Upon receiving a complaint, the supervisor or designated person must attempt to resolve the complaint with the employee promptly.  However, unlike other complaints, the employer cannot refer an unresolved harassment or violence complaint to an internal committee or representative.  This is intended to protect the parties’ privacy and prevent undue influence.

The Bill, rather than specifying what employers must do to discharge their duty to investigate harassment or violence complaints, grants the government the power to make regulations respecting an employers’ obligations to investigate, record, and report complaints.

In Senate Committee discussion, representatives have advocated a regulation-based investigatory process that requires employers to enforce their harassment and violence prevention policies through mediation and, when necessary, investigations by independent investigators[6].  Whether such a process will be implemented, and what it will entail, is not yet clear.

Under the Bill, complaints of violence or harassment that are not resolved between the employee and the employer fall to the Minister, who is obligated to investigate the complaint unless the Minister is of the opinion that the complaint has been adequately dealt with or the matter is trivial, frivolous, or vexatious.

Given the expanded obligations on employers under the Bill, we recommend developing a policy which:

  • defines and prohibits harassment and violence;
  • sets out preventative measures including training for employees, supervisors, and managers on harassment and violence;
  • explains how to report instances of harassment and violence, and specifies a designated person to receive such complaints that is not a supervisor;
  • describes an investigative process;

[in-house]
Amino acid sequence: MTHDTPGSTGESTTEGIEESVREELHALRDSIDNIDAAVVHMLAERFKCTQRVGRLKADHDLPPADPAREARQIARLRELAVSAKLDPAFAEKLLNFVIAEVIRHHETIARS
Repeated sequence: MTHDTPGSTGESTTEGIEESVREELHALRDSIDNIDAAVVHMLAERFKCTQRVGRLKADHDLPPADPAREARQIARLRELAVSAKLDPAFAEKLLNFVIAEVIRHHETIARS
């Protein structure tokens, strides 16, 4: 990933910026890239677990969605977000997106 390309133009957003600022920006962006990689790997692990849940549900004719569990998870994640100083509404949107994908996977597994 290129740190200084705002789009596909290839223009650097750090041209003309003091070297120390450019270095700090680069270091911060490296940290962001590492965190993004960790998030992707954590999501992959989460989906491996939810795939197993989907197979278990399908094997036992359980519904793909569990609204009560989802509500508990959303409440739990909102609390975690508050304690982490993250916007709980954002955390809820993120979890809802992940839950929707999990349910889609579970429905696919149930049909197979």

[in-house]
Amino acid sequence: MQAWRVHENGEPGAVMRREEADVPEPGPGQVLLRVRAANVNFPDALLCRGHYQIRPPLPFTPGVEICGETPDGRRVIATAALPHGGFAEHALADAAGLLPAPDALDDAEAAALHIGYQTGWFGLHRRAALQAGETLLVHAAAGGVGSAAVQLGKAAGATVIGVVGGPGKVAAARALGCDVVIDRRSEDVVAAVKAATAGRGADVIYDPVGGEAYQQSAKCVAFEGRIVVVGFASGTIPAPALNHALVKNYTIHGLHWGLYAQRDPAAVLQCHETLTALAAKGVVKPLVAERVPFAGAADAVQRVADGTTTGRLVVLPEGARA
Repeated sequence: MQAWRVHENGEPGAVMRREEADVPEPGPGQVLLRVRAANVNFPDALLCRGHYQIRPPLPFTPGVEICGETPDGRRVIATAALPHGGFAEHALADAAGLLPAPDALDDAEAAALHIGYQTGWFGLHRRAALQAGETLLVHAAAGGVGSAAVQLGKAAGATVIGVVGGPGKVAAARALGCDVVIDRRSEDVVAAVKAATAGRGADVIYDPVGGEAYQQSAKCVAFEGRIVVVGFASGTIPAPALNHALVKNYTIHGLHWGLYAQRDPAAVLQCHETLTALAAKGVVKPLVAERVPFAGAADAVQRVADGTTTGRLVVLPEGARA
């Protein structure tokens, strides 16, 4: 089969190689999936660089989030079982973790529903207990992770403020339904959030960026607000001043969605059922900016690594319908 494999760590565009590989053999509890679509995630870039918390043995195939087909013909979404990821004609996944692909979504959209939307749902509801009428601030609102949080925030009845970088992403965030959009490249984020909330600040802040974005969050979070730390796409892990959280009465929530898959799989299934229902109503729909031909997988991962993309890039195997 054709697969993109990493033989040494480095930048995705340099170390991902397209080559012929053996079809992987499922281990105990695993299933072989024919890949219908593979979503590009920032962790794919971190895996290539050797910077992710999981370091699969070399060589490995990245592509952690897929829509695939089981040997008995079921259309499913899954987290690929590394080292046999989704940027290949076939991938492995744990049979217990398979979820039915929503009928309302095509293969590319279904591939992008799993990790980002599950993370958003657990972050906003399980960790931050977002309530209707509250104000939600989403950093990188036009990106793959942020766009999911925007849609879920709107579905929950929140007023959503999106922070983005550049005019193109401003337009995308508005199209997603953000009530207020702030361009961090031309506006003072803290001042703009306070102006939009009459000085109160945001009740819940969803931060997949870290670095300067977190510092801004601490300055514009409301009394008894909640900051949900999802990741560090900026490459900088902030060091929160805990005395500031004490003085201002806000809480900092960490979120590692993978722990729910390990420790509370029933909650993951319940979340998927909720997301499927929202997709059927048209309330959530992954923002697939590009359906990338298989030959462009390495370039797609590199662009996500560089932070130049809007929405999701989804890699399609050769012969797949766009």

• describes how employees who have experienced harassment and violence can obtain support; and
  • prohibits retaliation for making or participating in a complaint, and addresses vexatious complaints.

If the workplace is unionized, any policy must be consistent with the collective agreement.

It is important to note that the Bill is not final, and may be subject to further amendments.  While this should not stop employers from starting to review and revise, or develop, a policy, it is advisable to delay finalization until the Bill is passed.  Please check back for updates on future developments of Bill C-65 and how the legislation will impact employers’ obligations.

 

[1] Bill C-65, online <http://www.parl.ca/Content/Bills/421/Government/C-65/C-65_3/C-65_3.PDF>

[2] Senate, Standing Senate Committee on Human Rights, Fifteenth Report: Bill C-65, An Act to amend the Canada Labour Code (harassment and violence), the Parliamentary Employment and Staff Relations Act and the Budget Implementation Act, 2017, No. 1, with amendments and observations (June 2018), online <https://sencanada.ca/en/committees/report/59931/42-1>

[3] Bill C-65, online <http://www.parl.ca/Content/Bills/421/Government/C-65/C-65_3/C-65_3.PDF#page=5

[4]Debates of the Senate, 42nd Parliament, 1st Sess, Vol 150, No 222 (18 June 2018), at 6115 (Hon. Jane Cordy)

online <https://sencanada.ca/Content/SEN/Chamber/421/Debates/pdf/222db_2018-06-18-e.pdf#page=19>

[5] Bill C-65, online <http://www.parl.ca/Content/Bills/421/Government/C-65/C-65_3/C-65_3.PDF>

[6] Senate, Standing Senate Committee on Human Rights, 42nd Parliament, 1st Sess, Meeting minutes (11 June 2018) online <https://sencanada.ca/en/Content/SEN/Committee/421/ridr/54157-e>